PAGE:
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Deeds, you'll remember, trailed badly just weeks in advance of the Democratic primary before surging to a dominating victory. He conserved his resources and waited to push his message until voters actually were paying attention. Could his slow start in the general election all be part of the plan?
If you believe this report from Larry Sabato, the answer is no:One good way to separate happy, successful campaigns from troubled ones is to watch for staff upheavals. Often, these occur in the summer when polls go south for one candidate. Right on schedule, Democratic gubernatorial nominee Creigh Deeds -- suddenly trailing badly in poll after poll -- has shaken up his staff. Thirty-something wunderkind Joe Abbey, Deeds' manager for his upset June primary victory, has been shunted aside. (That victory was engineered by the Washington Post's editorials, not Abbey or even Deeds.) Party activists have blamed Abbey, fairly or not, for Deeds' listless campaign. Abbey will apparently retain a title and a role in the campaign, but the decisions will be made by Monica Dixon (a close associate of Sen. Mark Warner), longtime Democratic party staffer Kevin Mack, and Mo Elleithee.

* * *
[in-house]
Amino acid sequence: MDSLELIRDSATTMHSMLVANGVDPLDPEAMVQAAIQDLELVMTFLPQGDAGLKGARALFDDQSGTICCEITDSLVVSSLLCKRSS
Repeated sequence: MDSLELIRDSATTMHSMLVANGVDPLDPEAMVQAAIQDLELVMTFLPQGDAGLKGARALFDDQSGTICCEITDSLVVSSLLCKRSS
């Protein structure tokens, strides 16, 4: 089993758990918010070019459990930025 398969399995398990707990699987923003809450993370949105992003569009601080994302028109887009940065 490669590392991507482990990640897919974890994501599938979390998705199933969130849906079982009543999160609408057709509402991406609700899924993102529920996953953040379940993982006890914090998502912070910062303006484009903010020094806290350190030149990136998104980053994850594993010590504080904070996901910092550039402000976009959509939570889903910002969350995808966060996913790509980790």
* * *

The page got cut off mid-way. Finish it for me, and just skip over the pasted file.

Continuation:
The Deeds campaign, however, denies the report, as the Washington Post notes:The Deeds gubernatorial campaign is shooting down a report by University of Virginia professor Larry Sabato that campaign manager Joe Abbey is keeping his title but is being supplanted by Monica Dixon, who headed Mark Warner's political action committee and has been serving as a senior advisor to the campaign since around the time of the primary.
"Joe Abbey is the campaign manager, and I work for him," Dixon said this afternoon.
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